It is tempting to present Luísa Maita’s new album Fio da Memória as a dramatic departure from her debut, Lero-Lero (2010). In fact, I did so here when describing the album’s eponymous first single. And it is pretty clear that much of that impression is entirely intentional. The dominant instrument—aside from Luísa’s voice—on Lero-Lero, the acoustic guitar, is notably absent on Fio da Memória, and the electronic programming, pounding percussion, and jagged electric guitar riffs that pop up on the new album make for a more challenging, multifaceted work than her smooth debut. Yet these differences only go so far. Luísa’s voice, of course, provides the most obvious point of continuity, but her impeccable songwriting talent provides a deeper one. Indeed, with different arrangements, a few songs on Fio da Memória would fit well on her debut.
Appropriately, perhaps, the first song, “Na Asa” marks the greatest point of departure. The skittering electronic percussion that begins the album is practically the only instrumentation on this sparse track, and Luísa’s breathy voice hardly rises above a whisper. The second song, “Around You,” despite the English lyrics, features insistent percussion (electronic and human) that reminds me something of a quiet bloco-afro, if such a thing is not a contradiction in terms, along with another low-key performance from Luísa and some subtle electric guitar. “Olé,” perhaps my favourite song on the album, is one of the tracks that retains a similar feel from Lero-Lero. It is a slow burner with an extremely catchy guitar line and a versatile performance by Luísa. It employs almost a James Bond-theme sound for the verses and an anthemic chorus. “Porão” is perhaps the most “club friendly” track on the album, with its insistent percussion, heavy electronic programming, and a buzzy guitar solo.
The title track, “Fio da Memória,” is another slow burner that could fit well on a movie soundtrack, with its brooding, tense sound, which is appropriate for a song that laments the “vile thread of memory.” (I suppose I give much away about my own tastes by stating this is also a favourite track of mine.) The following track, “Música Popular,” seems to be meant somewhat ironically; musically and lyrically, it’s a bit of a puzzle, although it is undeniably catchy. “Ela,” the seventh song, is strikingly incongruous with the very modern sounds that dominate the album. Its electric piano and jazzy drums recall 1970s jazz fusion. The next two tracks are more rock oriented. “Volta” features jagged guitar and loud, shambling drums along with a fantastic vocal performance by Luísa, and “Sutil” is well, a bit more subtle. It is another slow burning track, with breathy vocals over chugging guitar. The last fully developed song on the album, “Folia,” is a percussion heavy track rooted in traditional Brazilian sounds, although with a blended ‘organic’ and electronic approach. It is hard to know what to make of the very short final track, “Jump,” a short, experimental song featuring only Luísa Maita’s voice.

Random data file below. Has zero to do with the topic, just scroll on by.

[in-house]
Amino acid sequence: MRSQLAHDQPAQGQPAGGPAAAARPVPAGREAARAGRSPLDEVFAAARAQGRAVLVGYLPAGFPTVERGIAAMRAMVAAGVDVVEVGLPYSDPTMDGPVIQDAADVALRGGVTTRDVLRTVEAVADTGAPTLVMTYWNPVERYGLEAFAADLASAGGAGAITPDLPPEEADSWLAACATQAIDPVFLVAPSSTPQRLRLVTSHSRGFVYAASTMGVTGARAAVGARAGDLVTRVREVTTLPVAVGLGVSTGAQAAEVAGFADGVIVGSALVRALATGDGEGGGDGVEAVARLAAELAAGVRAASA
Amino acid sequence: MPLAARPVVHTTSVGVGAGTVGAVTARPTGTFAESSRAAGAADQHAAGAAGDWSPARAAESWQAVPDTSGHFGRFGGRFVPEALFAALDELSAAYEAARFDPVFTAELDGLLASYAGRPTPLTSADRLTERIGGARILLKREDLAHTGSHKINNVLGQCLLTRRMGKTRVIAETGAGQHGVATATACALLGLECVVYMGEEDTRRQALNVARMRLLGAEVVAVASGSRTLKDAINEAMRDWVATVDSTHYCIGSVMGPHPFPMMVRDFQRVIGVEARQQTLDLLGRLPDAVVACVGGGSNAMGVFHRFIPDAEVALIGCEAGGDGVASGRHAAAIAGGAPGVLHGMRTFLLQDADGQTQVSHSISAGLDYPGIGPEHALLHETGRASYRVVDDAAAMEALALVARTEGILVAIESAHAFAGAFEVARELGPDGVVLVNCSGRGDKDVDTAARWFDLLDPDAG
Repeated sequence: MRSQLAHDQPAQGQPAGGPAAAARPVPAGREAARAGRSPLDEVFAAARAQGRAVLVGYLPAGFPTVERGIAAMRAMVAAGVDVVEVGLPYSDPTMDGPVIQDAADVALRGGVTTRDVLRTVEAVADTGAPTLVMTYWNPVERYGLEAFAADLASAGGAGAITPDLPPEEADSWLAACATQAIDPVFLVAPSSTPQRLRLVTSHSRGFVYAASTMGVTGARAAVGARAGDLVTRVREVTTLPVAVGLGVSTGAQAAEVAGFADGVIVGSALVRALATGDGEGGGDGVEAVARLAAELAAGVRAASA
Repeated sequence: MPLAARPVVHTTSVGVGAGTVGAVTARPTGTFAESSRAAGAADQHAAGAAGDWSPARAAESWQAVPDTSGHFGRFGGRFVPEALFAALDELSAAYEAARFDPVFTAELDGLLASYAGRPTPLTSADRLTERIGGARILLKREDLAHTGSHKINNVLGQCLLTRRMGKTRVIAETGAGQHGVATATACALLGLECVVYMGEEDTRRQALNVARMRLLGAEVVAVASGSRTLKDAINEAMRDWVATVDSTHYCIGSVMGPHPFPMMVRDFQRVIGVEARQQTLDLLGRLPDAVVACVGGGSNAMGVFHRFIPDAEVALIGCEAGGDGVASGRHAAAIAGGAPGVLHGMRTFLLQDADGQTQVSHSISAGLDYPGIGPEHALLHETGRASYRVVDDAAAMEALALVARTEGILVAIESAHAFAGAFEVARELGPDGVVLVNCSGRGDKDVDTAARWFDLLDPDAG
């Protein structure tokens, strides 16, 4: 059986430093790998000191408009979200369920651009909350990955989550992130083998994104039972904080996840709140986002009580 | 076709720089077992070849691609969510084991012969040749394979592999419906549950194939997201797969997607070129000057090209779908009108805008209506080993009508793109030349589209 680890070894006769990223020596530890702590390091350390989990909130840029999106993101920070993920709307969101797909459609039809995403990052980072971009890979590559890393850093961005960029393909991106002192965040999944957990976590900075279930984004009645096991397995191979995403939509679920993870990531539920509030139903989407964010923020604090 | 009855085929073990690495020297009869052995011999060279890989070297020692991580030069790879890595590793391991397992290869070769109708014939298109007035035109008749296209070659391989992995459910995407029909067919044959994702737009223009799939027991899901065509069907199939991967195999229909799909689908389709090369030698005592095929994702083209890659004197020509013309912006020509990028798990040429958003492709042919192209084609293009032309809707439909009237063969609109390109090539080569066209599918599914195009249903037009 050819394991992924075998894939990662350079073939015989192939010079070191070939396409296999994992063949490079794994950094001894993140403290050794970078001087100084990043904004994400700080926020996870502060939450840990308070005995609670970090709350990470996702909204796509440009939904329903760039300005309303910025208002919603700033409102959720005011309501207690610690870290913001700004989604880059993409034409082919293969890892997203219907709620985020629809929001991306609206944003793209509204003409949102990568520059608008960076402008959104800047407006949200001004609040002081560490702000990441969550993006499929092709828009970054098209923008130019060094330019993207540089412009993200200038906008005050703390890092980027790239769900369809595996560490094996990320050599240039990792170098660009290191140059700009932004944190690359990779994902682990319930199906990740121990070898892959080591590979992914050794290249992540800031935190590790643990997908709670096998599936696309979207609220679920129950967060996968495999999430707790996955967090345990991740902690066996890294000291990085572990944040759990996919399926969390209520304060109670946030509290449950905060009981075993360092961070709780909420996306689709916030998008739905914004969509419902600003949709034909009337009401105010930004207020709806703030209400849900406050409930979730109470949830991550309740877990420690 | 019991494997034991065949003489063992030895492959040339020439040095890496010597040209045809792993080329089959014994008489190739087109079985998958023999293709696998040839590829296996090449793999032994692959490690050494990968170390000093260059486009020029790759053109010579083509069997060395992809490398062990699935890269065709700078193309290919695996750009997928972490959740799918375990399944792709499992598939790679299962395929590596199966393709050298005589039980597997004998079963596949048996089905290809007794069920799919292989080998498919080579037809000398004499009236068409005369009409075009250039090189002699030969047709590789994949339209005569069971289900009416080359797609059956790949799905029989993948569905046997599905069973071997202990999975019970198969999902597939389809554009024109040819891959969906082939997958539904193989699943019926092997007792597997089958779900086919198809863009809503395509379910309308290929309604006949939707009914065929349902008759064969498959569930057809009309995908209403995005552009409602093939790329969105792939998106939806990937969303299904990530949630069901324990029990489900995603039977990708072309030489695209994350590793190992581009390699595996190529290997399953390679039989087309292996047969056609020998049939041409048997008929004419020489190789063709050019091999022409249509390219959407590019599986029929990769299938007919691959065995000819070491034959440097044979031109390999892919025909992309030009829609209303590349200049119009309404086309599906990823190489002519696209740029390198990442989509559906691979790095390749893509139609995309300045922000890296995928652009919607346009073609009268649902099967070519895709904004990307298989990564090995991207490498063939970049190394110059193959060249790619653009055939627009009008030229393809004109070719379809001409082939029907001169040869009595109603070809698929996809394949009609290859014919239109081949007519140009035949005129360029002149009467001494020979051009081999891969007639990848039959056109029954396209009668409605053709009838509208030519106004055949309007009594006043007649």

With Fio da Memória, Luísa Maita has managed to pull off a rare feat. She has successfully updated her sound and made a sophomore album that is distinct from her debut, but the effort does not seem contrived. Moreover, she has done so in a way that will not leave fans of her debut feeling alienated—although here I may be hoping my own experience can be generalized. But given that both of her albums have been marked by strong songwriting, I think that is a fairly safe assumption, and I also think it is safe to assume she will remain a notable talent for some time to come.
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